Talking to your children about sex is never easy or the most fun thing you can do with them. Sure, you’d rather take your kids to see Pixar’s Elemental or Peter Pan & Wendy or go test out the new engineered-wood-fiber playground at their school. But you know you have to find time to talk with them about sex now because one of them just asked you, “How did mommy get a baby in her tummy?”
You’ve thought about employing the approach your parents likely did and credit it all to the stork or magic or God, but you also know the optimum way is to be open, honest and as real as you can be that is most age-appropriate.
In a recent article in Today’s Parent, “How to Talk to Your Kids About Sex: an age-by-age guide,” Nadine Thornhill, a Toronto-based sex educator and mom to an 11-year-old, confirms that while it’s normal to feel awkward and nervous, it’s important to focus on being honest: “This is what I do for a living and I still struggle to have these conversations with my own child. There’s more risk with not telling them enough than telling them too much.” And yes, it’s okay to admit that you don’t have all the answers.
Written by Lindsay Kneteman, the article astutely breaks down what’s appropriate for discussions with your child into different age groups, starting with birth to age 2 then progressing through different stages into their teenage years.
However, before you try to respond to any of your young child’s innocent inquiries, she cites a suggestion by Cory Silverberg, sex educator and author of Sex Is A Funny Word: A Book About Bodies, Feelings And You, that you first ask a clarifying question such as “Where did you hear that word?” to give an appropriate response.
“While pop culture likes to portray teaching kids about sex as just one big ‘talk,’ experts agree that sex is something kids should always be learning about,” Kneteman writes, recognizing that sex education should happen at home. “They recommend weaving sex into everyday discussions, layering in more information over time and introducing certain concepts at specific ages. With that in mind, we’ve put together this age-specific guide to help you learn how to talk to kids about sex.”
In her July 2022 article “How Do I Talk to My Kids about Sex” for Motherly, Dr. Emily King reminds that, if you don’t take the lead in having “The Birds and the Bees Talk” with your kids, then they will hear it from their friends, romantic partners, or Google, and “Google doesn’t know your kids.”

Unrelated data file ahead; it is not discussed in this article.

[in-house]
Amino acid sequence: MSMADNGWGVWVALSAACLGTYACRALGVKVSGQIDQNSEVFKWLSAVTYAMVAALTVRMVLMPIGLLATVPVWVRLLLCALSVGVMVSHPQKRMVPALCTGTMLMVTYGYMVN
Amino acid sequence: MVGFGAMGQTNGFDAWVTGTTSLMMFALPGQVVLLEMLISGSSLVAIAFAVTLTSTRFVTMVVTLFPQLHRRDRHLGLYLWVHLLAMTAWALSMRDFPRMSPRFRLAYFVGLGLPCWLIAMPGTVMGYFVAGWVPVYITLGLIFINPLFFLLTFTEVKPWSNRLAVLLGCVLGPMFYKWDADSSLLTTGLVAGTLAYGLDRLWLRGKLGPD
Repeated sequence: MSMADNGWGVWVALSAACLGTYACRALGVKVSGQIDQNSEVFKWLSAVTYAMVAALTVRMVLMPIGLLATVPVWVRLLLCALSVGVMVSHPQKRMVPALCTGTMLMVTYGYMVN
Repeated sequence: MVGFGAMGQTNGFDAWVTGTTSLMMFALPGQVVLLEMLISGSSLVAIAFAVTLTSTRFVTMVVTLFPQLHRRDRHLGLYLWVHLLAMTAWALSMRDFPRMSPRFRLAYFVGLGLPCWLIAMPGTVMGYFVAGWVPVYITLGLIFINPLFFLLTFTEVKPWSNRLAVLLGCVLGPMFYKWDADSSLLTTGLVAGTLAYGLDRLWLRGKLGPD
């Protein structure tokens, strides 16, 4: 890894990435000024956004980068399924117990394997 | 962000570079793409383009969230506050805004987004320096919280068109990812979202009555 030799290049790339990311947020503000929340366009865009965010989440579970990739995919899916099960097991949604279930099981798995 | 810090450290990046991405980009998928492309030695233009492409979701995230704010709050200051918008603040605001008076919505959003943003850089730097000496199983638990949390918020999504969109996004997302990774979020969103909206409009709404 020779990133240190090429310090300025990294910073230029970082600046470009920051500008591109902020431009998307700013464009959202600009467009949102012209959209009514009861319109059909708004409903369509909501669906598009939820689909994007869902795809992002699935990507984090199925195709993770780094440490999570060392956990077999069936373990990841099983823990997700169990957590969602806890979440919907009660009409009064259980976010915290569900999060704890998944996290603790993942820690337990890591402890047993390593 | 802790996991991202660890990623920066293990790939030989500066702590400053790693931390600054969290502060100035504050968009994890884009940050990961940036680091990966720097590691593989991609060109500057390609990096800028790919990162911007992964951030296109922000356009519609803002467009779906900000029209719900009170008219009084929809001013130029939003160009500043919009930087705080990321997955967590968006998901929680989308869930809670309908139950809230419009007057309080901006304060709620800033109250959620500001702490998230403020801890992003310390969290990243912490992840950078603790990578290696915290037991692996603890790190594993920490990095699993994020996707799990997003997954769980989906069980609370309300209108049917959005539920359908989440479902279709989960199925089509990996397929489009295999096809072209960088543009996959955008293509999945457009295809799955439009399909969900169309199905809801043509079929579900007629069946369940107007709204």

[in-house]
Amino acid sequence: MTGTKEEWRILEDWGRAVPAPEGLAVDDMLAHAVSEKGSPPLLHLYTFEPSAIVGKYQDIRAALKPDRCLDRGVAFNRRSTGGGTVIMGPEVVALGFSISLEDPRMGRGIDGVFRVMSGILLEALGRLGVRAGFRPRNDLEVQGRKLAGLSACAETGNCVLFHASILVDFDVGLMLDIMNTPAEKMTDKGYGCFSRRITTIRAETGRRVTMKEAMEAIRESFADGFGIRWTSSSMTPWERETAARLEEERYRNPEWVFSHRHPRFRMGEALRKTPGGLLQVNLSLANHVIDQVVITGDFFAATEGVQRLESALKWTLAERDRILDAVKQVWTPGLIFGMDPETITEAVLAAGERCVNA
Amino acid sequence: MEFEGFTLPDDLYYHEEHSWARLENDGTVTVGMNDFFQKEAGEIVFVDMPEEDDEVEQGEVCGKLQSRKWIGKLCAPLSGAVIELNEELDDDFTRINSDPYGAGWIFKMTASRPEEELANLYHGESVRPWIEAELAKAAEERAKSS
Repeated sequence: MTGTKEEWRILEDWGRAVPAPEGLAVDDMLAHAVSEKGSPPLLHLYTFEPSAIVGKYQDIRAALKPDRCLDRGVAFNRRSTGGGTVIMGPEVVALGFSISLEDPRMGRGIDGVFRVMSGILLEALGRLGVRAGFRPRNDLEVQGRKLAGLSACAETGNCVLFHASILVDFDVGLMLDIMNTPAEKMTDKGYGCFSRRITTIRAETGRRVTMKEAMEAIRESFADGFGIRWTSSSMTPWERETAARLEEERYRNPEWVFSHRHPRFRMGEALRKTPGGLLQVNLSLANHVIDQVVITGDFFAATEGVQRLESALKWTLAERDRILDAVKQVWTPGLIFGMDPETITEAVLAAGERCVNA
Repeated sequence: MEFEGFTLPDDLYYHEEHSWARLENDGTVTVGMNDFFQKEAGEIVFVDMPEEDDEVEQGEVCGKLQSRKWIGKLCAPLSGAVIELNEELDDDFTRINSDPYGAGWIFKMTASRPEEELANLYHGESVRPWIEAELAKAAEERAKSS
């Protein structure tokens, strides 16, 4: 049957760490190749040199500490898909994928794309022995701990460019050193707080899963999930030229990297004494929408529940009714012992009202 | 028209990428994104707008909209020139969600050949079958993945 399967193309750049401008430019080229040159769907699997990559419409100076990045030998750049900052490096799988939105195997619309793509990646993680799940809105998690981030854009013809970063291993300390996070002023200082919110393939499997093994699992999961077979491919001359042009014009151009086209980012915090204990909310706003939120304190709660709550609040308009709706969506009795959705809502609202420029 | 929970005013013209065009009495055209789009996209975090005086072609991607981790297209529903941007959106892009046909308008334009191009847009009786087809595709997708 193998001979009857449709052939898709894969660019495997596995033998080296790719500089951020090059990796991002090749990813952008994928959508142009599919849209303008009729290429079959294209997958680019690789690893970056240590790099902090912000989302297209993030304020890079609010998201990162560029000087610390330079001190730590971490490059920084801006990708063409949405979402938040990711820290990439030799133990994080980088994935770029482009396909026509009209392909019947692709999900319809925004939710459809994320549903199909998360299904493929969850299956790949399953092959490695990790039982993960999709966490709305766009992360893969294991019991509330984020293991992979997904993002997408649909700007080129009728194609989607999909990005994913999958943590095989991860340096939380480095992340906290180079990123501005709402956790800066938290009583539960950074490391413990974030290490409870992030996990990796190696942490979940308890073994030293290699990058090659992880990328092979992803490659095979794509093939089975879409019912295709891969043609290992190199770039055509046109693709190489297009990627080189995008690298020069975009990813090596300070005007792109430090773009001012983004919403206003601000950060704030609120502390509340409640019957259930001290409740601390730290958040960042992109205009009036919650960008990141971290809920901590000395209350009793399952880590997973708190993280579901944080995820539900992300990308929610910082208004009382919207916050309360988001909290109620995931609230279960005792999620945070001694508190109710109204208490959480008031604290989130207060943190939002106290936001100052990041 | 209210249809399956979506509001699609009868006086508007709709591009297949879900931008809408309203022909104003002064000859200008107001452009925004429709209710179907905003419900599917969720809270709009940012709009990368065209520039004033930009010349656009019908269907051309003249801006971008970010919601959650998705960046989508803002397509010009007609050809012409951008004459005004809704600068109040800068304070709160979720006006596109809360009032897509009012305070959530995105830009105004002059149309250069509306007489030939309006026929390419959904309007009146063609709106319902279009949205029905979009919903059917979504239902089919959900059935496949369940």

Your kids need you for so many reasons, and informing them about sex and consent is one of the most essential. “We must talk to our children about their sexual health,” she declares. “No more excuses. No more avoiding. And, no more thinking you are done with ‘the talk’ after just one conversation.”
Providing her own age-by-age guide in the article, Dr. King also discusses why parents are so uncomfortable with talking about sex with their kids and how it’s usually futile to wait for the right or best time.
“We are ill-prepared to field these questions, especially when they are sprung upon us—and they are ALWAYS sprung upon us,” she says, like the time her 5-year-old son asked if she had a penis. “No child ever has said, “Dad, I’m planning to ask you about sex tonight, so be prepared.”
Her explanation makes perfect sense for that deer in the headlights feeling when a child poses a sex-related question and reconfirms the need for parents today to be better prepared for the big question.
“We are likely so uncomfortable because we didn’t receive an open and thorough sex talk when we were children from which we can model,” she says. “And because we never feel prepared for this topic, we fall back on what our parents did, which is likely not what our children need in this current generation of the internet and social media.”
One cool celebrity couple, Dax Shephard and Kristen Bell, offers an exceptionally enlightened and straightforward approach on their podcast Scary Mommy as to how they discuss sex with their children that can serve as a great role model for young parents.
“I’ll tell you one thing that my wife does that’s ingenious,” Dax said. “When she describes sex to our children, she says, ‘And then the woman takes the man’s penis and puts it in her vagina.’ So right away it’s like, you’re in charge of this, you will decide to put this in your vagina, not the man puts his penis in your vagina.”
Clearly proud of his wife for framing that conversation in a sex-positive way that places consent front and center, he added: “I was like, that’s a nice little adjustment we’re gonna make.”
Their podcast features other super celebs like Gwyneth Paltrow discussing similar topics, and the two are always refreshingly candid, like when Dax revealed how he feels about men who comment on their need to protect their daughters’ virginity.
“My response is, I do not want my daughters to have sex so they can get approval from somebody,” he said. “But if my daughters are horny and want to have sex, that was my favorite activity, remains my favorite activity, I’d be lying if I said I was in any way anti-that activity. I’m anti-getting esteemed from that activity, but that’s it.”
At some point, again in an age-appropriate way, one your talks should include a discussion of sexual abuse and personal safety, advises Dr. Tia Kim, VP of education, research & impact, Committee for Children. She says: “When parents communicate early and often, they create environments where kids feel comfortable asking questions and having difficult conversations, like disclosing abuse.”
So exactly when should you have the storied Birds and the Bees conversation with your child?
“Anytime is the right time to talk with your child, and you can start today,” recommends the Committee for Children. “So, grab a cup of hot chocolate, download our How-To Guide, and have a Hot Chocolate Talk® moment.”
Actually, the timing right now couldn’t be better, since May is “Sex Ed for All Month!”